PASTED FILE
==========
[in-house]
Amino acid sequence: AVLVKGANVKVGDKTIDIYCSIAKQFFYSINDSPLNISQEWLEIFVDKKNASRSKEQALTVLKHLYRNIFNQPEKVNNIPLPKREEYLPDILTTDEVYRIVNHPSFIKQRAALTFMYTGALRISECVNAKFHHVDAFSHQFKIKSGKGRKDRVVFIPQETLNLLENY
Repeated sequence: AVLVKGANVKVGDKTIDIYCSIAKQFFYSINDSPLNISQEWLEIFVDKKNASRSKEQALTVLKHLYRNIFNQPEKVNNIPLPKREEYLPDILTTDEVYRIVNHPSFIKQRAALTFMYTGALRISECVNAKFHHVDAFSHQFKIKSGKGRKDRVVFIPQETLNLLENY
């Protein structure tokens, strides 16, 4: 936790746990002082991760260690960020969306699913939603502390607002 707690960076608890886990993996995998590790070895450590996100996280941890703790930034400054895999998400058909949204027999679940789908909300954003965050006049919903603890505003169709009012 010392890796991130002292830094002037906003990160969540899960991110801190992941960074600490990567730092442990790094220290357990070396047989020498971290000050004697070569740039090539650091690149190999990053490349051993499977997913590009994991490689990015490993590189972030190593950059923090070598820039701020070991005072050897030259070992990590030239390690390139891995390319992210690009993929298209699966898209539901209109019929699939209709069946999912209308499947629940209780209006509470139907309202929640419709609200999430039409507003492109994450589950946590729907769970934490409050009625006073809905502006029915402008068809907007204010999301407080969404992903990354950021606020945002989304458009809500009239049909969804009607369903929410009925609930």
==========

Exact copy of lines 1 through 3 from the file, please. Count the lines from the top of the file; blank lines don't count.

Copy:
[in-house]
Amino acid sequence: AVLVKGANVKVGDKTIDIYCSIAKQFFYSINDSPLNISQEWLEIFVDKKNASRSKEQALTVLKHLYRNIFNQPEKVNNIPLPKREEYLPDILTTDEVYRIVNHPSFIKQRAALTFMYTGALRISECVNAKFHHVDAFSHQFKIKSGKGRKDRVVFIPQETLNLLENY
Repeated sequence: AVLVKGANVKVGDKTIDIYCSIAKQFFYSINDSPLNISQEWLEIFVDKKNASRSKEQALTVLKHLYRNIFNQPEKVNNIPLPKREEYLPDILTTDEVYRIVNHPSFIKQRAALTFMYTGALRISECVNAKFHHVDAFSHQFKIKSGKGRKDRVVFIPQETLNLLENY